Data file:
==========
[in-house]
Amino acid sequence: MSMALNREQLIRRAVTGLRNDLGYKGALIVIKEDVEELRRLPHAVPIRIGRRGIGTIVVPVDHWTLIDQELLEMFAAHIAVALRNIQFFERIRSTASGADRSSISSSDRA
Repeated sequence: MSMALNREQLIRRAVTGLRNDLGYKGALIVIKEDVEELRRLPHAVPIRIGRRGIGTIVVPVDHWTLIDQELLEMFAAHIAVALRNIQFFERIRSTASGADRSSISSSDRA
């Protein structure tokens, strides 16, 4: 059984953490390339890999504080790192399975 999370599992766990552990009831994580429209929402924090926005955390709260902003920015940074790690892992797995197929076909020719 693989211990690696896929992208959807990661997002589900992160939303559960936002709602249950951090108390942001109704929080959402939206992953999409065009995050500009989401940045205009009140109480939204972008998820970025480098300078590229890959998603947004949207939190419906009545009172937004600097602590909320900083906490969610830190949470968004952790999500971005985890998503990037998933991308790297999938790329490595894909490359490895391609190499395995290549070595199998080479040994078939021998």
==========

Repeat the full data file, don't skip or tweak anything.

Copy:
[in-house]
Amino acid sequence: MSMALNREQLIRRAVTGLRNDLGYKGALIVIKEDVEELRRLPHAVPIRIGRRGIGTIVVPVDHWTLIDQELLEMFAAHIAVALRNIQFFERIRSTASGADRSSISSSDRA
Repeated sequence: MSMALNREQLIRRAVTGLRNDLGYKGALIVIKEDVEELRRLPHAVPIRIGRRGIGTIVVPVDHWTLIDQELLEMFAAHIAVALRNIQFFERIRSTASGADRSSISSSDRA
């Protein structure tokens, strides 16, 4: 059984953490390339890999504080790192399975 999370599992766990552990009831994580429209929402924090926005955390709260902003920015940074790690892992797995197929076909020719 693989211990690696896929992208959807990661997002589900992160939303559960936002709602249950951090108390942001109704929080959402939206992953999409065009995050500009989401940045205009009140109480939204972008998820970025480098300078590229890959998603947004949207939190419906009545009172937004600097602590909320900083906490969610830190949470968004952790999500971005985890998503990037998933991308790297999938790329490595894909490359490895391609190499395995290549070595199998080479040994078939021998």